MILAN, Dec 15 (APM) - Italian health minister Beatrice Lorenzin has suggested there may be legal grounds for challenging the decision to relocate the European Medicines Agency (EMA) to Amsterdam if the city is unable to complete the transfer in time, La Repubblica reports on Friday.
This follows rumours that Amsterdam is struggling in its preparations for a new home for the regulator. The paper said the race to host the EMA will not be officially over until 20 January and that an appeal against the decision to relocate to the Dutch capital is not out of the question.
“There have been several reports from London and Brussels about Amsterdam’s ability to provide for the transfer of the EMA and all its staff into a new headquarters before May 2020,” Lorenzin was quoted as saying.
This would be a year later than required by the European commission and might mean the decision could be reconsidered. “If the delay of a year was true, I believe Italy would be right to think there are legal and political grounds for ascertaining whether the decision taken is still valid,” the health minister said.
According to La Repubblica, Lorenzin is not alone in her thinking and the government itself is now following events closely. The paper said it will all depend on whether Amsterdam can have a site ready by spring 2019.
Several other papers, including Il Sole 24 Ore and Il Messaggero, carry the same story on Friday about Lorenzin’s suggestion. Il Giorno quotes the health minister as saying she was annoyed about the procedure which resulted in Amsterdam being selected, and believes that Milan deserved to win.
New assessment methods for innovative drugs
Measures in the Italian budget will provide new methods for the assessment of innovative drugs, the health ministry’’s planning director told Quotidiano Sanità in an interview published on Wednesday.
Andrea Urbani said analysis of how drugs impact on the health and welfare system as a whole, taking into account costs which will not have to be made, will allow for more efficient allocation of resources.
He said he has ordered a gap analysis to be carried out so that the potential of the national health service to provide services more effectively and appropriately can be measured. The results of the analysis are expected in January.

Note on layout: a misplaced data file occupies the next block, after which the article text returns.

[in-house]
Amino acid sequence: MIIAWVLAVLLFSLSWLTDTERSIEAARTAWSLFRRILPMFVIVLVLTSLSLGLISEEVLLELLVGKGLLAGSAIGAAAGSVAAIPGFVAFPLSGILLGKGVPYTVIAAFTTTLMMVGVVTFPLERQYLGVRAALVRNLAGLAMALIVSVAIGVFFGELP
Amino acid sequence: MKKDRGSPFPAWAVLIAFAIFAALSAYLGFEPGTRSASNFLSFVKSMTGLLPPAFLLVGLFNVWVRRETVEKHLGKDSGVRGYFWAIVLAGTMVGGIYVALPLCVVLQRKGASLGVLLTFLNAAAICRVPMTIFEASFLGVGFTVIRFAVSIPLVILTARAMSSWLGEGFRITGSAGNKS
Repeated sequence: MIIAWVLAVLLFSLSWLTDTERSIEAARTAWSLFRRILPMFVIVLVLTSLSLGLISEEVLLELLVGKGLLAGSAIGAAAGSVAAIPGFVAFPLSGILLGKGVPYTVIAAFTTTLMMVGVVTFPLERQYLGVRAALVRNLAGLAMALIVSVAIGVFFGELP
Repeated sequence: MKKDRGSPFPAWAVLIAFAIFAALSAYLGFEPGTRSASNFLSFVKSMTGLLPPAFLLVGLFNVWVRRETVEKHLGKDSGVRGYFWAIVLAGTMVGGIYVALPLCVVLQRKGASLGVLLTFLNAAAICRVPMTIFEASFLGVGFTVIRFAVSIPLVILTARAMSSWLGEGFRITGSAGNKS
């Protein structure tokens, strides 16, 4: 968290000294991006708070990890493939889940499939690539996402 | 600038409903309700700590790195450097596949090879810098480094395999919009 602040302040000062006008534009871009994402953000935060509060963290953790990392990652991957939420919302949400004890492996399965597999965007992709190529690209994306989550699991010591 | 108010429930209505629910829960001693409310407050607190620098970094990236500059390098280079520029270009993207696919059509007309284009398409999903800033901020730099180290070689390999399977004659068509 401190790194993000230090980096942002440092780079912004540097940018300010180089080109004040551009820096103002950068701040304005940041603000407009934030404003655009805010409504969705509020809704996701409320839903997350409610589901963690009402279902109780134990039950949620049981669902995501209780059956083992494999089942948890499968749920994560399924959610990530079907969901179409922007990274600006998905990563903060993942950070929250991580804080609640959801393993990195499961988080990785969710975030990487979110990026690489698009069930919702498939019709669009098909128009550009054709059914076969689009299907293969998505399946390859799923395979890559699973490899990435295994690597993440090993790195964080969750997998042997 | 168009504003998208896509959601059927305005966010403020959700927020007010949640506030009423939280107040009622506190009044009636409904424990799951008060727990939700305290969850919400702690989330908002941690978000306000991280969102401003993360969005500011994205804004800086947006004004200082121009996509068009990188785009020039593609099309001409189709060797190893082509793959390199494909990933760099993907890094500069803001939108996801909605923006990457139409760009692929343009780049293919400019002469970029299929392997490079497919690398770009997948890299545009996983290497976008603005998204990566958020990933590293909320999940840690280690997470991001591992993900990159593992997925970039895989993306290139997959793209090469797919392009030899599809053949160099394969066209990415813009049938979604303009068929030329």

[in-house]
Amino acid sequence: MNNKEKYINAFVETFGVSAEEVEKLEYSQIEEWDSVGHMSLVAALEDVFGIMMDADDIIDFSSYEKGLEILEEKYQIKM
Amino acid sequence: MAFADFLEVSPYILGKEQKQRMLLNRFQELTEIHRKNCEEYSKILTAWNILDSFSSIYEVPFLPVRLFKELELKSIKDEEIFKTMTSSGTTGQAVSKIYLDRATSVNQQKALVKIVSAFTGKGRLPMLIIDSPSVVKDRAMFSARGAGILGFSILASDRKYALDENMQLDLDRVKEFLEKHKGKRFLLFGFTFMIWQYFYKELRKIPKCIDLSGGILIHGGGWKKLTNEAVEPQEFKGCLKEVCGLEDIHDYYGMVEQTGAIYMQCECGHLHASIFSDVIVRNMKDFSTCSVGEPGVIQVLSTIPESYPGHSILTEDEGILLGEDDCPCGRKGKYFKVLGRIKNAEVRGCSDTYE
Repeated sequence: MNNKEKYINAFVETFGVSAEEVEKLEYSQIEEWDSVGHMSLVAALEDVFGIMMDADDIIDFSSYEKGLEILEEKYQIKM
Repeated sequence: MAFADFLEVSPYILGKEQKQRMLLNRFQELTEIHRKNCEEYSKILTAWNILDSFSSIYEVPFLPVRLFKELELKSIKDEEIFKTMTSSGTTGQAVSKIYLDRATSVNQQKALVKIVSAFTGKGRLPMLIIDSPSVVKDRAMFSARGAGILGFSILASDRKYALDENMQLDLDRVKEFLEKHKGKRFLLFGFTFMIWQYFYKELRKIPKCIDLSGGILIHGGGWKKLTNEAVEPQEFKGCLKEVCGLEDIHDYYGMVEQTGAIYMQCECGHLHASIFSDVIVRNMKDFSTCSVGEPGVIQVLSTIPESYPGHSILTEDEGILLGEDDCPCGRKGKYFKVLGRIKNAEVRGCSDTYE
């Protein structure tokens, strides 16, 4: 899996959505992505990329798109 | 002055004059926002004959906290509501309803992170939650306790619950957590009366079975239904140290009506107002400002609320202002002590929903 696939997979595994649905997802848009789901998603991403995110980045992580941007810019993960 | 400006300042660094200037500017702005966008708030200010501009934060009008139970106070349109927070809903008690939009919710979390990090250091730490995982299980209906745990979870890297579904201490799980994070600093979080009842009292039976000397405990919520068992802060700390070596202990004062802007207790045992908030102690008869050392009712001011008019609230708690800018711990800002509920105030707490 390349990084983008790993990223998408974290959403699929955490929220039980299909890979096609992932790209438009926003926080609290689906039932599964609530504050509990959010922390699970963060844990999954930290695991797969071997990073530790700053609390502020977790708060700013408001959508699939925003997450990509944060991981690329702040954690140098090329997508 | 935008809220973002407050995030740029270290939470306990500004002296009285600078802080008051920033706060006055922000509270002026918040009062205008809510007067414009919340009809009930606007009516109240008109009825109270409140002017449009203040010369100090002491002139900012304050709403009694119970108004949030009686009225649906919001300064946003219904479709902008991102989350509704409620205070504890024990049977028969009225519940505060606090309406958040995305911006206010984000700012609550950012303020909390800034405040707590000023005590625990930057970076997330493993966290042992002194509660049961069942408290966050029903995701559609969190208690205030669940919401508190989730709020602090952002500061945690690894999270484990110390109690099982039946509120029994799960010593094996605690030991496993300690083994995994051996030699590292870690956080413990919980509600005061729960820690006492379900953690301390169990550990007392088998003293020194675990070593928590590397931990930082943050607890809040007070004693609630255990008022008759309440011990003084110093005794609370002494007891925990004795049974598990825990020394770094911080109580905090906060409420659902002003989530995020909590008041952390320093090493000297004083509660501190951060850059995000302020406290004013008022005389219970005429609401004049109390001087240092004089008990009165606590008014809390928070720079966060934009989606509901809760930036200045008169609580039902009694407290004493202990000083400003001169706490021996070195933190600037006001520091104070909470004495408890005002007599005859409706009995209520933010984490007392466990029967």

Urbani highlighted the need to identify where spending can make the biggest difference. “Some expenditure should be seen as an investment and not a cost,” he said. “The best example is hepatitis C infection. An investment of 2 billion euros has allowed us to treat 103,000 patients and will allow us to achieve the eradication goal over the next three years.“
He argued that the HCV programme will produce significant savings over time in terms of less admissions, less transplants and less co-morbidities suffered by patients with Hepatitis C.
Piedmont’s competitive tenders to generate drugs savings
Piedmont is looking generate 156 million euros of savings through competitive tenders for drugs and vaccines, La Stampa reported on Saturday.
Its methods have led to legal battles with companies, the paper noted. In one tender the region made pneumococcal conjugate vaccines manufacturers compete against each other for a supply contract. Pfizer challenged the decision in a regional court but failed to have the tender stopped.
In two years, the region has held 184 competitive tenders for drugs, medical devices and services. For drugs and vaccines it is planning to increase the number as products go off-patent, the paper explained.
Molteni to market Titan’s opioid addiction drug Probuphine in EU
Florence-based Molteni is to market Titan’s opioid addition drug Probuphine in Europe, La Nazione reported on Thursday.
Titan has agreed to an exclusive licence for Molteni to commercialise the therapy, which was developed through the ProNeura platform, in markets in the European Union including the UK, Switzerland, Norway, Iceland, Serbia, Macedonia and Albania, the paper said.
MolMed’s shares surge after Zalmoxis reimbursement decision
MolMed’s share price surged almost 14% after it was announced that its drug Zalmoxis was approved for reimbursement in Italy, Il Sole 24 Ore reported on Thursday.
It is the first patient-specific cell therapy based on reengineering of the immune system to allow haploidentical haematopoietic stem-cell transplantation (HSCT). Negotiations with medicines agency AIFA resulted in a 149,000 euros list price being agreed for a single infusion, the paper said.
Italy is the first country to approve reimbursement of Zalmoxis since it was granted marketing authorisation in August 2016, according to Thursday’s Il Messaggero. Negotiations in other countries are progressing, it added.